Link to article in The Australian.
Children in the West Australian outback town of Leonora are about to make radical change to the way their town gets its food.
The desert centre 830km northeast of Perth will grow its own produce – part of a quiet national movement to change Australia’s response to the dearth of fresh, healthy and affordable food in remote communities.
It is a program run by Food Ladder, a not-for-profit which has previously put in place agritech systems in some of the harshest environments in the world, including in Bhutan and India.
In Katherine, in the Northern Territory, Indigenous people invited Food Ladder to their town in 2019 and have led the rollout of the scheme to seven schools in the area since then.
Mark Cameron, a local Indigenous man, runs the program in that region and – with students – is currently harvesting blue pumpkin, bok choy and Papua New Guinea beans, used in stews.
“One of the main things I like to see is the kids feel proud of what they have built,” he said.
Mr Cameron said it was the old ladies – the Banatjarl Strongbala Wimun Grup – who spread word across the territory and beyond that growing food was working. That’s when Food Ladder began fielding requests from Indigenous communities where many children were said to be existing on sugary, salty, packaged foods.
The most recent parliamentary inquiry into the price and quality of food in remote stores was the third in 11 years. It heard evidence that long delivery distances meant the shelf life of fresh vegetables was often as short as two days once they reached a store, making them lower in nutritional content and an unappealing purchase.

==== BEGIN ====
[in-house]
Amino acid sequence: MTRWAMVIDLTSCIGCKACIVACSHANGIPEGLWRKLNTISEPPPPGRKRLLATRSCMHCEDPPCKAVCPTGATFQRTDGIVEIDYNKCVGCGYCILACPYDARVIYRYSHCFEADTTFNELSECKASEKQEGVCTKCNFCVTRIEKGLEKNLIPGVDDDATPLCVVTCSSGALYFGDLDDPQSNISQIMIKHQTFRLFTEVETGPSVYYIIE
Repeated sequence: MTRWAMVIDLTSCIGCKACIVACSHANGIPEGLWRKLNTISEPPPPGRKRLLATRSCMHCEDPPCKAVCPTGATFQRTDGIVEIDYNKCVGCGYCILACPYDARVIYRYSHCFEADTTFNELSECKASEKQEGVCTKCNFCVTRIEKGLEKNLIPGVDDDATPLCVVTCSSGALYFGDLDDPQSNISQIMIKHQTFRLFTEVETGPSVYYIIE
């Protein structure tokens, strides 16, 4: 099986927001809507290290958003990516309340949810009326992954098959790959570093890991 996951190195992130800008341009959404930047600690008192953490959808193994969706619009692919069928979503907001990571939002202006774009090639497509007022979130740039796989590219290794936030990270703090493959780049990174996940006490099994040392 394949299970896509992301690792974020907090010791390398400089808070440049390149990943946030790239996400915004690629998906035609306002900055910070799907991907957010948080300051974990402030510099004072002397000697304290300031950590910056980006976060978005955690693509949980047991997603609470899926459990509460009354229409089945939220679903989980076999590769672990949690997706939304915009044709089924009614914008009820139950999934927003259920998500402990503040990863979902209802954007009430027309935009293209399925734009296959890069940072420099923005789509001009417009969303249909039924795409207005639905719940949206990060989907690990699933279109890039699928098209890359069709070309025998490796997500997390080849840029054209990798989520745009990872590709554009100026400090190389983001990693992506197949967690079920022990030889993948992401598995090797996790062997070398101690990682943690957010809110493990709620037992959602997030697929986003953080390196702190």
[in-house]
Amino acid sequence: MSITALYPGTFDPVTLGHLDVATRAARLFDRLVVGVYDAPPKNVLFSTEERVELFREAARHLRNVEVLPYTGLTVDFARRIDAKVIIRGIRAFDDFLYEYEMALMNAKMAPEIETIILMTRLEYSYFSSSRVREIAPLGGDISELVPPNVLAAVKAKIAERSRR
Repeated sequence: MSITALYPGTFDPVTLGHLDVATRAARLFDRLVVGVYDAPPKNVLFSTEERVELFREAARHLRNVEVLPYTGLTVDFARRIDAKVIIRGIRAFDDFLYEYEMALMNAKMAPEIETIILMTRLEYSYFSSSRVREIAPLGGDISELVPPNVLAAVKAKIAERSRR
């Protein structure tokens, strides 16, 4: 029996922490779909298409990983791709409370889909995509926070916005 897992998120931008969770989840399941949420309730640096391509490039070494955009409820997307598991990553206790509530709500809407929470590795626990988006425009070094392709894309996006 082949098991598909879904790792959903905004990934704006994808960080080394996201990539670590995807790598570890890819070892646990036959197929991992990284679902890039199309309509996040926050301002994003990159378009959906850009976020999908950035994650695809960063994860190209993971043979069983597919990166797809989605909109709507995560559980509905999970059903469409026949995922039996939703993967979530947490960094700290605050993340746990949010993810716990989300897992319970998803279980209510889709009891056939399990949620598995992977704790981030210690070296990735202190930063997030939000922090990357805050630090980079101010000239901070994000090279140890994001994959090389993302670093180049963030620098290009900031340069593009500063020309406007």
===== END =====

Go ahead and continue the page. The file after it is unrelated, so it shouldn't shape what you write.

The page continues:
The Australian last year reported fresh food in some remote north Queensland communities was three times more expensive than in city supermarkets, with tomatoes selling for $9.49/kg on Thursday Island compared to $3/kg at Woolworths.
While an increase to food subsidies has been proposed to address affordability, Food Ladder chief executive Kelly McJannett said it was still unclear why people would buy fruit and vegetables at any price if they were close to rotting.
Her organisation is attempting to establish 20 more solar-powered greenhouses across remote Australia by the end of 2022.
It is far more than a network of kitchen gardens, the organisations says, because communities can use the systems to become self-sufficient, growing fresh, nutritious food all year round.
Each garden is tied to classroom science lessons, each community owns and manages its own scheme and work-for-the-dole participants are the staff.
Leonora, population 560, will be the next community to take ownership of a greenhouse after students from the local school won a video competition.
Jet Butson, a Year 9 student, shot and edited the entry, a montage of younger students watering watermelon seeds and talking about their efforts to grow vegetables. Lummell Harris, 10, shows a tray of seedings in an office and sprays them with water, saying: “Right now we don’t have a greenhouse but we do have a storage area where we put our plants in”.
At the Leonora school, where 80 per cent of enrolled students are Indigenous, principal Bridget Lafferty said the children were thrilled to learn they had literally earned their own greenhouse.
“I see learning opportunities on all different levels,” she said.
But Liberal MP Julian Leeser, who chaired the parliamentary committee, said that local food production would only go some of the way to solving the problem of a lack of affordable fresh produce.
“Our committee heard very mixed views about market gardens and similar initiatives – they are great when they work but they aren’t a silver bullet,” he said. “If the community doesn’t feel ownership … it inevitably fails. There are also huge challenges in getting these schemes to the sort of scale required to feed a community.”
PAIGE TAYLOR, INDIGENOUS AFFAIRS CORRESPONDENT, WA BUREAU CHIEF
Paige Taylor is from the West Australian goldmining town of Kalgoorlie and went to school all over the place including Arnhem Land in the Northern Territory and Sydney’s north shore. She has been a reporter since 1996. She started as a cadet at the Albany Advertiser on WA’s south coast then worked at Post Newspapers in Perth before joining The Australian in 2004. She is a three time Walkley finalist and has won more than 20 WA Media Awards including the Daily News Centenary Prize for WA Journalist of the Year three times.